At the north end of the Complex is the Pocatello Junction.  The Junction buildings, which are about ¾ scale, were completed in 1990, and represent the primary community buildings and businesses that were part of the original Pocatello Junction fabric.  The construction of these buildings was a community effort, undertaken at the same time the Bannock County Historical Museum was being built. School, church, cemetery, court house, drug store, hardware store, land office, bank, saloon, hotel and depot, newspaper office, and general store are all represented and based upon photos and floor plans of original structures.  Also located on the grounds are a historic windmill and many folk-art sculptures donated by the Jackson family.  Walkways and plants were recently added between the Museum and Pocatello Junction thanks to an Ifft Foundation Grant awarded to improve the appearance of the Complex and provide better accessibility to visitors.

The Bannock County Historical Museum, originally housed in what was then the Carnegie Library (now Marshall Public Library) in Old Town, joined the landscape near the Fort in 1990.  When it became clear there was a need for more space than the Carnegie could provide, fundraising efforts were undertaken, and Myers-Anderson Architects were selected to design the new Museum.  The Museum was constructed near the Fort because it was thought that the proximity would provide a more complete experience for visitors.  It was dedicated in 1990 as part of the State of Idaho Centennial Celebration.  One of the unique features of the Museum is the spectacular donor mural wall (primary artist Tim Norton); it bears the names of the individuals and organizations who contributed to the building fund and features local history themes. 

The BCHM houses exhibits, objects, and records relating to Bannock County and Pocatello's history. Exhibit themes include the Oregon Trail, railroad, medical practices, general store, the military, Victorian parlor, Japanese Shrine, photography shop, prohibition police evidence, fire-fighting, printing equipment, ranching and farming tools and equipment, a windmill, a Holladay Overland Stage Company stagecoach, horse tack, Shoshoni and Bannock ethnographic photographs and objects, local archaeological specimens, a research archive, and much more.  Visit bchm-id.org for more information.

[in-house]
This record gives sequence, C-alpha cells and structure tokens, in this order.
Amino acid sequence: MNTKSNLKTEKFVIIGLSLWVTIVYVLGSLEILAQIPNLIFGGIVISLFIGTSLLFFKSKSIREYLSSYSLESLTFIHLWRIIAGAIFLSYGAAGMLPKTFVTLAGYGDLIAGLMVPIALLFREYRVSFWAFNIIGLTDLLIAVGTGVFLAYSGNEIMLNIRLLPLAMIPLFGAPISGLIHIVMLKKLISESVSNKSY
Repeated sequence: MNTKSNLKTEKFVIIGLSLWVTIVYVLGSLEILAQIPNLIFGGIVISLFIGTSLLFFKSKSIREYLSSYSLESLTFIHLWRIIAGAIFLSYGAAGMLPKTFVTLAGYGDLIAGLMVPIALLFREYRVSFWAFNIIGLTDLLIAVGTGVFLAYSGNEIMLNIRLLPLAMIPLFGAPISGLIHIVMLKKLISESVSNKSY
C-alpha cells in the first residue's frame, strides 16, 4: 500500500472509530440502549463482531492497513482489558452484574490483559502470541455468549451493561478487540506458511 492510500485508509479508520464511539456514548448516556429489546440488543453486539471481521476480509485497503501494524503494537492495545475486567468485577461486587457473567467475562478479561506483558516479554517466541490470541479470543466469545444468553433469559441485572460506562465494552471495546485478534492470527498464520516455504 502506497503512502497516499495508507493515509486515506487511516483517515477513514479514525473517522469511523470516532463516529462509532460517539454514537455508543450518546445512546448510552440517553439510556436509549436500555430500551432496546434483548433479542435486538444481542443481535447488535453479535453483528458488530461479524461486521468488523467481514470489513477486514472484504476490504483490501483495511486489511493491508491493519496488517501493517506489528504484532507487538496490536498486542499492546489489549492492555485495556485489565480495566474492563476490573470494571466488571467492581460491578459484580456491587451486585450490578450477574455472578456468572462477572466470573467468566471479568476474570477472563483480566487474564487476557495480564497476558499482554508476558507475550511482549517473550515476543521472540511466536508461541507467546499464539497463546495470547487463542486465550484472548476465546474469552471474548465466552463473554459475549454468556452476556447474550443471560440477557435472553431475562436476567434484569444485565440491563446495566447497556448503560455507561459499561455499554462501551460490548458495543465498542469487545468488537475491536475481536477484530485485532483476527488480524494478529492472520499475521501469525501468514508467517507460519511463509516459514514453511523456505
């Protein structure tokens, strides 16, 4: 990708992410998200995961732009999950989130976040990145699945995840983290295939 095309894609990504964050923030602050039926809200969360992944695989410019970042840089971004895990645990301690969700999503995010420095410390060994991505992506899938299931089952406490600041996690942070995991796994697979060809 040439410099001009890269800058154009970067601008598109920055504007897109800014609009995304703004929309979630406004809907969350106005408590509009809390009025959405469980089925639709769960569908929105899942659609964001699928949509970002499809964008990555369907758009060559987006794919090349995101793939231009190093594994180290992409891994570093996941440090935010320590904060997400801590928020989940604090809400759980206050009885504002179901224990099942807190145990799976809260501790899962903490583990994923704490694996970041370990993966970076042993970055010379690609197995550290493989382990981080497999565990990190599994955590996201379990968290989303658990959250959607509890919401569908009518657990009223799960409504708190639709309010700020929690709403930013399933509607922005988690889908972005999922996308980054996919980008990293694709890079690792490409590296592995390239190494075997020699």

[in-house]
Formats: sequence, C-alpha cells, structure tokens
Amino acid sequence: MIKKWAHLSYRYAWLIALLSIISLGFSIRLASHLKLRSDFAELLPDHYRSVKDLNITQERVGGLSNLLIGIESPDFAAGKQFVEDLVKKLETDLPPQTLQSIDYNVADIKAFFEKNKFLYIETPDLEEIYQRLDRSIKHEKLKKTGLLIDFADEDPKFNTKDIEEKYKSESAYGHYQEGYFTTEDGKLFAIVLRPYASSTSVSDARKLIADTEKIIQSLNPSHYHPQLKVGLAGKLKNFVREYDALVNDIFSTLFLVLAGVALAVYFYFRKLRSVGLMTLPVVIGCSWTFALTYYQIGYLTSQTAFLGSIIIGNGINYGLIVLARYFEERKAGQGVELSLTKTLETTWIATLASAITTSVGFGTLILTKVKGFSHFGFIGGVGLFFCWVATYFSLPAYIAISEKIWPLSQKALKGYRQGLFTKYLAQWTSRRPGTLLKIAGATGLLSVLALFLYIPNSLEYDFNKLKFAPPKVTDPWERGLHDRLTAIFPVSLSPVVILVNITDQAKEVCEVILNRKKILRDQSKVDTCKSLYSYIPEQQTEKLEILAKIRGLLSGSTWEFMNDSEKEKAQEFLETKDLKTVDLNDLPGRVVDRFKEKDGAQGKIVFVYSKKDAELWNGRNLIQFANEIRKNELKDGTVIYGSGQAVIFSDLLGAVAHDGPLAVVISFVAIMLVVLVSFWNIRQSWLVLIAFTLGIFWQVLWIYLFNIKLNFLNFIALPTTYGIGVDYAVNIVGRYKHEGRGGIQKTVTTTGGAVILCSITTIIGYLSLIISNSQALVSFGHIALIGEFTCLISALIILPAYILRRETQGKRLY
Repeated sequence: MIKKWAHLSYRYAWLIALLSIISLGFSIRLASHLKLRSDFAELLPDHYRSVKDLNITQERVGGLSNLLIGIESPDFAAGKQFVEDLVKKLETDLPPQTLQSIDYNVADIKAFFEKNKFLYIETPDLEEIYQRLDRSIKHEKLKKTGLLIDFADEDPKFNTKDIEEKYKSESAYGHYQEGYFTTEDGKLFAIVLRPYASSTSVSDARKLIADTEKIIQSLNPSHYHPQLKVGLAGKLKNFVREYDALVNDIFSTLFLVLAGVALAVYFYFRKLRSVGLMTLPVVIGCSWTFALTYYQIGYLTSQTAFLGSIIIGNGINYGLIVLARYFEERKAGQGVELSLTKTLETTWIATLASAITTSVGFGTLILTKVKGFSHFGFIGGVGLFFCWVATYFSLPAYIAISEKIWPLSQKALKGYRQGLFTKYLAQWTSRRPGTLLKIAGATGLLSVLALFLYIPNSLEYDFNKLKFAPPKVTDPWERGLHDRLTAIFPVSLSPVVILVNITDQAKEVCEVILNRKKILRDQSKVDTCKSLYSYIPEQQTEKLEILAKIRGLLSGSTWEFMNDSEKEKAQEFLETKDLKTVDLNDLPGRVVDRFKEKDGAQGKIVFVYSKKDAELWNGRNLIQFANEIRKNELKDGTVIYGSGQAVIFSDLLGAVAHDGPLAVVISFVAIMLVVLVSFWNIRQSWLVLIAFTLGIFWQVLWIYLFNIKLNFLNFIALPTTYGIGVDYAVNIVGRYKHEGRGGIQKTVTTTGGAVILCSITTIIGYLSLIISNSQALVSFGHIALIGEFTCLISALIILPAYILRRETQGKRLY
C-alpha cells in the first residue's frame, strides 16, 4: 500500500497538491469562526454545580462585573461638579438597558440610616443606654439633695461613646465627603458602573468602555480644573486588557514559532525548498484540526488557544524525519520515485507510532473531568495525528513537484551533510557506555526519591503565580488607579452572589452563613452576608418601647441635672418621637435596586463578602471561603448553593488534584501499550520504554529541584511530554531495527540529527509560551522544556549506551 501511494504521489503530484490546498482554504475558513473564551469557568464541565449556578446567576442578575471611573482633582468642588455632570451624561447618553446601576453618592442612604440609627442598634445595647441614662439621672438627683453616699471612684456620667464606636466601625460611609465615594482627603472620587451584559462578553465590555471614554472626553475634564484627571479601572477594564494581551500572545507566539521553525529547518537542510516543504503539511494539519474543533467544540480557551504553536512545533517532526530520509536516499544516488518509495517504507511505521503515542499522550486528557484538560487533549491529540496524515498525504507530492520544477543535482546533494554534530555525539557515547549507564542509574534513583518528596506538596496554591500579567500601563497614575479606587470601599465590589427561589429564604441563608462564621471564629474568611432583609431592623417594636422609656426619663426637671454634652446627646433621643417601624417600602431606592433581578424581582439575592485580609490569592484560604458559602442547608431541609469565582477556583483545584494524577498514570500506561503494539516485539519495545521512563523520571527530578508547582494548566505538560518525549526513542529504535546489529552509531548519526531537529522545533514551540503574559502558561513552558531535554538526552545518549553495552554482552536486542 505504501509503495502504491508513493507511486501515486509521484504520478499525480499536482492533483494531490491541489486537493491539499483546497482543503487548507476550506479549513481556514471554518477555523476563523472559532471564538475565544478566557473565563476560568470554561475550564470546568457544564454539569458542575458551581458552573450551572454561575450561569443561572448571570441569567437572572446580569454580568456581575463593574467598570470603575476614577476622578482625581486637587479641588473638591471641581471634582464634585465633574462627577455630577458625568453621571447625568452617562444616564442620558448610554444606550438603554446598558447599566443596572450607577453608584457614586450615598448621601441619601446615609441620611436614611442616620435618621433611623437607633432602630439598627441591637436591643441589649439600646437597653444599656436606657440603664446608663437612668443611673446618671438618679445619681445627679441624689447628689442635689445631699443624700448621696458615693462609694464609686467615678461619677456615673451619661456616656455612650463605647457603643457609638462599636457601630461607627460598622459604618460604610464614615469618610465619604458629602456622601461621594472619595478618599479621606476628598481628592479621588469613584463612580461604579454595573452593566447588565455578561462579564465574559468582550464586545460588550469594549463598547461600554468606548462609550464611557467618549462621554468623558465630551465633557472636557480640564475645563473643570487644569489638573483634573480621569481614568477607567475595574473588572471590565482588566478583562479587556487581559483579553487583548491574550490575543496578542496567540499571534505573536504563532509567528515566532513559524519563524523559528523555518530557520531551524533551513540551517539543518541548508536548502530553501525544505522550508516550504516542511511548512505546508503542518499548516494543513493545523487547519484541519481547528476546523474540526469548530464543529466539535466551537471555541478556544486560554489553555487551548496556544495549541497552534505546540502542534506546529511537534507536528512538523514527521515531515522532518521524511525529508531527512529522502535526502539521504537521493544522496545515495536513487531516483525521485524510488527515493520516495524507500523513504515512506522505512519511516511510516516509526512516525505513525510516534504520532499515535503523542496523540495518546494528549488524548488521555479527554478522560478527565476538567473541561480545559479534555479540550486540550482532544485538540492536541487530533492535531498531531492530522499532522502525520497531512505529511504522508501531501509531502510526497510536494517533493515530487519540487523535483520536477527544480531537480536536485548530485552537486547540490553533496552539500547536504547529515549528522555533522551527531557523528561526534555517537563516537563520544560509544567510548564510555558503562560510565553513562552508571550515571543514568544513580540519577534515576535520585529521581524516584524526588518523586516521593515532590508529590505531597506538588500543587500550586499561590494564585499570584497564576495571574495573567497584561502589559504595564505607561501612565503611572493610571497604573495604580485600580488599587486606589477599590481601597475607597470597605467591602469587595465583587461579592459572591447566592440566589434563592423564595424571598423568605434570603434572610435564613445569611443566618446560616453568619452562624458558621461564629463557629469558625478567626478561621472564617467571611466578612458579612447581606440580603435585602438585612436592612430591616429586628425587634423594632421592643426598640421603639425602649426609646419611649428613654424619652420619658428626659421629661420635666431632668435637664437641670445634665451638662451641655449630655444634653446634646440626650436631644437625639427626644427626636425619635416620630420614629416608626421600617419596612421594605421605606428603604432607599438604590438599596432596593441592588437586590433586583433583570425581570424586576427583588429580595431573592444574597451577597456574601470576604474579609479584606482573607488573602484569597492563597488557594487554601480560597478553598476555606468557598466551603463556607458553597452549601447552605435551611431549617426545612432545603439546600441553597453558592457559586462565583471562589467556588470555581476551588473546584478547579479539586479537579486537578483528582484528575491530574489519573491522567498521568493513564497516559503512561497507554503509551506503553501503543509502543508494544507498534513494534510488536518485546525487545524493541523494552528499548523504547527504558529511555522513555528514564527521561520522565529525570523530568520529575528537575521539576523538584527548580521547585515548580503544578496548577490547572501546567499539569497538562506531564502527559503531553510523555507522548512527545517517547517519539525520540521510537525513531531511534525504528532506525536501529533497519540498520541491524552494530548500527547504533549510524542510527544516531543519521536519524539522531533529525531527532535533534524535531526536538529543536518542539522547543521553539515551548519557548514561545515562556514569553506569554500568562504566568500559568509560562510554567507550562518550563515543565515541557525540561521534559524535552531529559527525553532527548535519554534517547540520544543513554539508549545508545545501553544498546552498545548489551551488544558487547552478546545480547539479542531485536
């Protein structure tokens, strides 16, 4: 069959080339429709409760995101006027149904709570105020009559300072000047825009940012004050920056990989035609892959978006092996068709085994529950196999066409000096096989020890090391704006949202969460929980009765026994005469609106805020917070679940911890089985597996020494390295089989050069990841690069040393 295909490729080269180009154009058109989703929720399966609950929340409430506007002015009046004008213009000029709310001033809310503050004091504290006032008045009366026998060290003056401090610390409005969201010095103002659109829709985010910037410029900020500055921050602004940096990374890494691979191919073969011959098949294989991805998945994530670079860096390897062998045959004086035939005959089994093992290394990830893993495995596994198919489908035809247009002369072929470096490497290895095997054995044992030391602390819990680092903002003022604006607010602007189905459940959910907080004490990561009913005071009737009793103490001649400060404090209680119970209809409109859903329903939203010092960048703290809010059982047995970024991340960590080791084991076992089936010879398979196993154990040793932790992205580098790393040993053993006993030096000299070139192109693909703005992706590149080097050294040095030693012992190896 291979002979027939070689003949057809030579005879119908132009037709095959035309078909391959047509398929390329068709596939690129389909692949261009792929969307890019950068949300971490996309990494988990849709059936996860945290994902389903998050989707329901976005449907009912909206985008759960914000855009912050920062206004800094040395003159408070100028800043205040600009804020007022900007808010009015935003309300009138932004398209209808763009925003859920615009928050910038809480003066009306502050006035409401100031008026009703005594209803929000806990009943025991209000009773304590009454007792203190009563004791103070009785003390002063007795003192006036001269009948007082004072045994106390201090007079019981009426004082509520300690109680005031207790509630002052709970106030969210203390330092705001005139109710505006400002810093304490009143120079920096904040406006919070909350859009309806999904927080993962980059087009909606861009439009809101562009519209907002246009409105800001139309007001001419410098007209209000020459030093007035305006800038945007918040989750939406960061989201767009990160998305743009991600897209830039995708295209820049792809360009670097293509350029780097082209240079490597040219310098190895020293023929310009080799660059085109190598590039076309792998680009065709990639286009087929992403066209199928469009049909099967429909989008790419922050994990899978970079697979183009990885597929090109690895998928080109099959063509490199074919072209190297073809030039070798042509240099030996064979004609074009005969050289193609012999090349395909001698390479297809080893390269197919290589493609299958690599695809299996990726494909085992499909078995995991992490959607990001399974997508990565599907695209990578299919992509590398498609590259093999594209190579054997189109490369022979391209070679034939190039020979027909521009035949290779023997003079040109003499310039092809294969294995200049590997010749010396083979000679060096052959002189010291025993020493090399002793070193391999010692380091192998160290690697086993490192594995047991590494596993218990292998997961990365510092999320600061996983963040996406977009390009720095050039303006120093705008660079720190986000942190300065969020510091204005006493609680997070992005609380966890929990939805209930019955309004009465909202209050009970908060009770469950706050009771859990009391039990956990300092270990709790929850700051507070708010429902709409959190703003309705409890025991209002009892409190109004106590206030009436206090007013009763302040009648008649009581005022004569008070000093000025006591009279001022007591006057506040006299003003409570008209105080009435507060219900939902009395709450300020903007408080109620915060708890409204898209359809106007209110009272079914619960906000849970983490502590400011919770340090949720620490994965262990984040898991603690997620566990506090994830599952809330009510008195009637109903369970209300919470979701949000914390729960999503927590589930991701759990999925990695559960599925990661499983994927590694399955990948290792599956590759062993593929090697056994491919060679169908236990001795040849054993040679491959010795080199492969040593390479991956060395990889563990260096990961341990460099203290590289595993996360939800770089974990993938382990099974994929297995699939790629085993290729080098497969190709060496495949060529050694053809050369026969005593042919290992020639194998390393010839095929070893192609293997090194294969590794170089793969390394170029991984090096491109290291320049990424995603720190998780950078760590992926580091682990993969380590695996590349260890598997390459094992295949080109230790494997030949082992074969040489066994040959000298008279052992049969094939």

The Historical Society cordially invites you to visit and explore the Historic Complex for free at our Grand Summer Celebration on June 8th.  Throughout the day there will be heritage skill demonstrations including spinning, quilting, blacksmithing, beading, flintknapping, and atlatl use.  Several mountain men will be present, and at 2 PM there will original poetry and music by Cowgirl Up.  Cowgirl up is a team of western female talent, comprised of award-winning song writer Patty Clayton (pattyclayton.com) and award-winning poet Sam DeLeeuw (samdeleeuw.com).  The schedule of events is as follows:

10:00 AM                    Gates open to the public.

11:00 AM                    Dignitaries address visitors from the second level of the Fort interior

11:30 -11:45 AM        Raising of the American flag, with a black powder salute.

                                   Reading of the “Defense of Fort McHenry” (author Francis Scott Key).

                                   Raising of the Hudson Bay flag.

 11:50 AM                   Native American prayer.

12:00 – 1:00 PM         Chili and lemonade at the Fort, dessert at the Museum.

1:00 PM                      Visitors free to watch demonstrations and prepare for the concert.

2:00 PM                      Cowgirl Up performs original music and poetry from the Fort Hall stage.

3:30 – 6:00 PM           Ongoing demonstrations. Visitors are free to explore.


                (208) 233-0434 | 3000 Ave. of the Chiefs, P.O. Box 253, Pocatello, ID 83204 | bancohismus@gmail.com